Pre-judgements are often made based on age. I feel that Age is just a Number – Your Experience is What Counts. Old age is not a total misery. Experience helps. One thing that I would like to point out is that I am a firm believer that experience matters. If you have spent more time on something and have been through more battles in that field, what you say would definitely have more credibility than others. In the human capital market, it is true that experience is measured in years. Experience matters a lot, but more years of experience only matters if they were all filled with hours of productivity and learning.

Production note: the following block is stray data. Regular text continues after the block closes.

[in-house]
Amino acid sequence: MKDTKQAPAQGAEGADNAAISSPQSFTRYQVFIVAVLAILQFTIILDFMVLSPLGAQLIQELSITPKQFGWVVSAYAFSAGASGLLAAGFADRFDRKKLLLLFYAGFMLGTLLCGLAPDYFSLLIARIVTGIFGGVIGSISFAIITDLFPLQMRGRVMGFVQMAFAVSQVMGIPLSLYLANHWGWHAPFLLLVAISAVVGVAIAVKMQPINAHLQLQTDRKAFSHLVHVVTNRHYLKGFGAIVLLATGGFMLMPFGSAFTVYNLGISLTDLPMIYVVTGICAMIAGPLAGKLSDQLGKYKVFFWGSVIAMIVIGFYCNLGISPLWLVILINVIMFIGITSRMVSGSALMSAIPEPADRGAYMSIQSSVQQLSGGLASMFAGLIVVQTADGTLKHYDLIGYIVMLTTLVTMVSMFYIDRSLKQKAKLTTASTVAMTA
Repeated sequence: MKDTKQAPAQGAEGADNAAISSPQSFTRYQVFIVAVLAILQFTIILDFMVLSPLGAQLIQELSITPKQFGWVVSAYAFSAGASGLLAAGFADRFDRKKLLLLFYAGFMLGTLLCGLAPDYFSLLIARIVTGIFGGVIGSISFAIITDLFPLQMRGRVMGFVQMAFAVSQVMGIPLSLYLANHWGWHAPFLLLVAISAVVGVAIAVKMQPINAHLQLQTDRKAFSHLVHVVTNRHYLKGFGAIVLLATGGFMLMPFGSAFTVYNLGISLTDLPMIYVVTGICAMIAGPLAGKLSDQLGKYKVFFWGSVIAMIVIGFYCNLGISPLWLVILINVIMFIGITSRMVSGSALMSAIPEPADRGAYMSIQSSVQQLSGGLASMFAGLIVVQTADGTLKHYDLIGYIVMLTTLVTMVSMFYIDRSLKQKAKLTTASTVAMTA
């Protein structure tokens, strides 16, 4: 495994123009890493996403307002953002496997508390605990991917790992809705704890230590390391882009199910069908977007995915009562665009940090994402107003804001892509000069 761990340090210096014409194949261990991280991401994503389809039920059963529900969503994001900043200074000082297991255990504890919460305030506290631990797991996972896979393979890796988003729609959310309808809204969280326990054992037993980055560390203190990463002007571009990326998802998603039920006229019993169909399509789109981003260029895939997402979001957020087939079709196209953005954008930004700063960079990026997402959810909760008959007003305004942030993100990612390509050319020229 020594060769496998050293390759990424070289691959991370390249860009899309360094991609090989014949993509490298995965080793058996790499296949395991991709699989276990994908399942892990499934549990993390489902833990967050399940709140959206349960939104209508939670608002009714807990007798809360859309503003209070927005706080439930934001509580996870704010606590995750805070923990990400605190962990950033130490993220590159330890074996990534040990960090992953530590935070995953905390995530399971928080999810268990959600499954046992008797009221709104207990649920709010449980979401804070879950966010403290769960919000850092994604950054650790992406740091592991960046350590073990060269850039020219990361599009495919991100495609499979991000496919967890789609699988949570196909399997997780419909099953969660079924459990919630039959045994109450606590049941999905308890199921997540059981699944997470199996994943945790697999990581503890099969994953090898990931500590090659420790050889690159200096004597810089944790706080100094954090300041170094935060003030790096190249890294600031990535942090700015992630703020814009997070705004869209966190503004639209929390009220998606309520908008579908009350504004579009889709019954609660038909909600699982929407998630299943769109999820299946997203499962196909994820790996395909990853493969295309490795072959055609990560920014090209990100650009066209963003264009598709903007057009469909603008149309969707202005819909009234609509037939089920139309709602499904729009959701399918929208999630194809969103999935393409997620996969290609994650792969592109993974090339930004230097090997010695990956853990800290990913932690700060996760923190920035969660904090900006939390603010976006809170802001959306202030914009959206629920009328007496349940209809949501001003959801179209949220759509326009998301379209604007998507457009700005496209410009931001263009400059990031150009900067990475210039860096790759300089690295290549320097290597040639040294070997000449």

Age should be something secondary compared to experience, but unfortunately age discrimination often affects both young and older people when seeking employment. Younger people are often favoured over older people especially with education and career opportunities. There is huge conflict with older people and recruitment agencies whereby older people are at a disadvantage of becoming employed compared to how easily a younger person gets a job. As a result, older people are either unemployed or become stagnant in their jobs with no motivation to move forward in a company due to the perception that opportunities only exist for young adults.